For the third time in four games, Arkansas struggled to get things going in the run game, managing just 113 yards on 38 carries. It was the Razorbacks’ worst total since rushing for 110 last season against Alabama.

Rocket Sanders led the way, but had just 47 yards on a season-low 10 carries. He came into the game needing 98 yards to surpass Ole Miss’ Quinshon Judkins for the SEC’s regular-season rushing title.

“I think that we were getting smashed in the run game and we were trying to find our way, and sometimes those are run-pass options,” Sam Pittman said. “It might be called a run or pass, but we were physically getting handled in the run game. We felt like we needed to throw it a little bit.”

In losses to Liberty, LSU and Missouri down the stretch, Arkansas averaged just 130 yards per game and 3.1 yards per carry. That’s a dramatic difference from the other nine games this season, in which the Razorbacks averaged 254.6 yards per game and 5.4 yards per carry.

Tigers Amp Up Pressure on Jefferson 

Perhaps the biggest difference in the game, and something that helped Missouri keep that rushing total so low, was the fact that KJ Jefferson was sacked seven times.

It was the most sacks Arkansas has allowed since giving up eight to Alabama in the 2020 finale. It was also the most the Tigers have had since racking up nine in last year’s opener against Central Michigan. The last time they had seven in an SEC game was way back in 2013, when they did it twice — against Kentucky and Vanderbilt — during their 11-1 SEC East championship season.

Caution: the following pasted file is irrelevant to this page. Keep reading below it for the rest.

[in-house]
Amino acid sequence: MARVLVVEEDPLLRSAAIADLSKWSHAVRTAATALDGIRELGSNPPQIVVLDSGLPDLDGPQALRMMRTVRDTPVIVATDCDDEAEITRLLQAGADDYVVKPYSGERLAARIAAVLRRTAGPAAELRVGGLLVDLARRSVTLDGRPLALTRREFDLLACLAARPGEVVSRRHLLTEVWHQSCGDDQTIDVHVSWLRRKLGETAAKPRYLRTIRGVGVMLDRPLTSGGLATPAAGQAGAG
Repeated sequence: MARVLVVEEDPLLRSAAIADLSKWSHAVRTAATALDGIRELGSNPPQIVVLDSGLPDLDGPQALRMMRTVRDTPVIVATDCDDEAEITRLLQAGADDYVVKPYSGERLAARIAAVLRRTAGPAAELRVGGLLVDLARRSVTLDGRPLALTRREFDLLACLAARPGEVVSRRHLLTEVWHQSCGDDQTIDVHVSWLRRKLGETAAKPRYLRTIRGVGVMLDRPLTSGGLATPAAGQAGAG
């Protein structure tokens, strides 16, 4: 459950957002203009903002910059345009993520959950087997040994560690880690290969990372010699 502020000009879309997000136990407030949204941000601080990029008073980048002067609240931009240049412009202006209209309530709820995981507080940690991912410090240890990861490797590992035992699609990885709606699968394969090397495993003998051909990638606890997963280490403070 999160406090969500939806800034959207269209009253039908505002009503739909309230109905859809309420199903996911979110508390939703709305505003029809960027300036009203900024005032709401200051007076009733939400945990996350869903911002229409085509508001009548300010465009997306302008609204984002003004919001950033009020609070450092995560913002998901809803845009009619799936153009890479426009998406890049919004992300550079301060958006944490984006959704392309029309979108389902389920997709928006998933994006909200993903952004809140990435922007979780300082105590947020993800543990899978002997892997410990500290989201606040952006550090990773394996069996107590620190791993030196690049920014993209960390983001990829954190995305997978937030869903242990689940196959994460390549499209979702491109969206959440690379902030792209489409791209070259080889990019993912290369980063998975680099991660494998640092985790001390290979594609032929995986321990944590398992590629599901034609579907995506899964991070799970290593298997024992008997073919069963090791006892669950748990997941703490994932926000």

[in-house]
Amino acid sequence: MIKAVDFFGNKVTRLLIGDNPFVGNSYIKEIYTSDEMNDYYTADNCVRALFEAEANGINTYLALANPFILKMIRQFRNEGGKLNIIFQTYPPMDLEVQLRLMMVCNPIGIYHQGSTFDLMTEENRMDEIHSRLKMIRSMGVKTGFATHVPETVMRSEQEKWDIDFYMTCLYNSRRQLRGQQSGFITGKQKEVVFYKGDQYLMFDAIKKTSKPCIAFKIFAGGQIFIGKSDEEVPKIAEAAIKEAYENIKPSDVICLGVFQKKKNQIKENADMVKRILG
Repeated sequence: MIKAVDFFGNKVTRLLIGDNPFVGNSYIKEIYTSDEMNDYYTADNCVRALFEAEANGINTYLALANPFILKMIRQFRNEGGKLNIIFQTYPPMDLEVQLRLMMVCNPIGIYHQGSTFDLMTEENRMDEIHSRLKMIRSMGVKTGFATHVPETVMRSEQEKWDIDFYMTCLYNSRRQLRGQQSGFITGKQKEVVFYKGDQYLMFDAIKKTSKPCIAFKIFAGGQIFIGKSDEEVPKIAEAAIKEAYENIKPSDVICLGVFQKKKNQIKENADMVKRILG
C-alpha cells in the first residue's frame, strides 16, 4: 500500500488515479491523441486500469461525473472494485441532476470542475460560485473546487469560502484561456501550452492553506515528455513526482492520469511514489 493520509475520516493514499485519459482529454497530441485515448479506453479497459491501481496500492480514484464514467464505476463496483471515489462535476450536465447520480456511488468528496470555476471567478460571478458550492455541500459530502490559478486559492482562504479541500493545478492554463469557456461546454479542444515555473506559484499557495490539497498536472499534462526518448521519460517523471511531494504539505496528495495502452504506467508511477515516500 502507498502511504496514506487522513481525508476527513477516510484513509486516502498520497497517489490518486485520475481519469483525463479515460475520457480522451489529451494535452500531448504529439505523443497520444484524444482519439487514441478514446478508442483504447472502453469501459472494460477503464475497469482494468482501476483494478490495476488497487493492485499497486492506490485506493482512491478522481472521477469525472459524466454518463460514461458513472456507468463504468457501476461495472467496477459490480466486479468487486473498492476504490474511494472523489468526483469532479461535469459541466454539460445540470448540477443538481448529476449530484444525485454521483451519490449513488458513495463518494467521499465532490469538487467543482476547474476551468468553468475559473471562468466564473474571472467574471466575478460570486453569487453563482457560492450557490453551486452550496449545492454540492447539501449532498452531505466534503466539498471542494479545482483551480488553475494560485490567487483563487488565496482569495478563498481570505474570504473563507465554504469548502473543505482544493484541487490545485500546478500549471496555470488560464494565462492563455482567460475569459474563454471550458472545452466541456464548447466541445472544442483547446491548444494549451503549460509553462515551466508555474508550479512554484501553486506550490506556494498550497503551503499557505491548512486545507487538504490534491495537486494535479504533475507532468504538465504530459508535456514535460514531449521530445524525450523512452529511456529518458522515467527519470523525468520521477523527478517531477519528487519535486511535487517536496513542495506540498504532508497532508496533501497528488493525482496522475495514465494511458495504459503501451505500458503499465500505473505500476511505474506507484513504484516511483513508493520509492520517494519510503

Sam Pittman said they’d seen on film that Missouri brings pressure from time to time, but what it did on Friday didn’t allow Jefferson — a dangerous runner when he gets out of the pocket — to escape.

“Off the edge and up the middle, they were pushing the pocket,” Pittman said. “There wasn’t a place for KJ to go. We were getting beat around the edge, and we were so deep that he couldn’t step up.”

Jefferson did get 74 yards on 12 true carries, but the seven sacks brought his total down to 38 yards.

After allowing only 11 sacks in the first seven games of the season, the Razorbacks gave up 20 in the five games after the bye week. That’s an increase from 1.6 per game to 4 per game. The issue was particularly bad in losses to Liberty, LSU and Missouri, when Arkansas gave up four, five and seven sacks, respectively.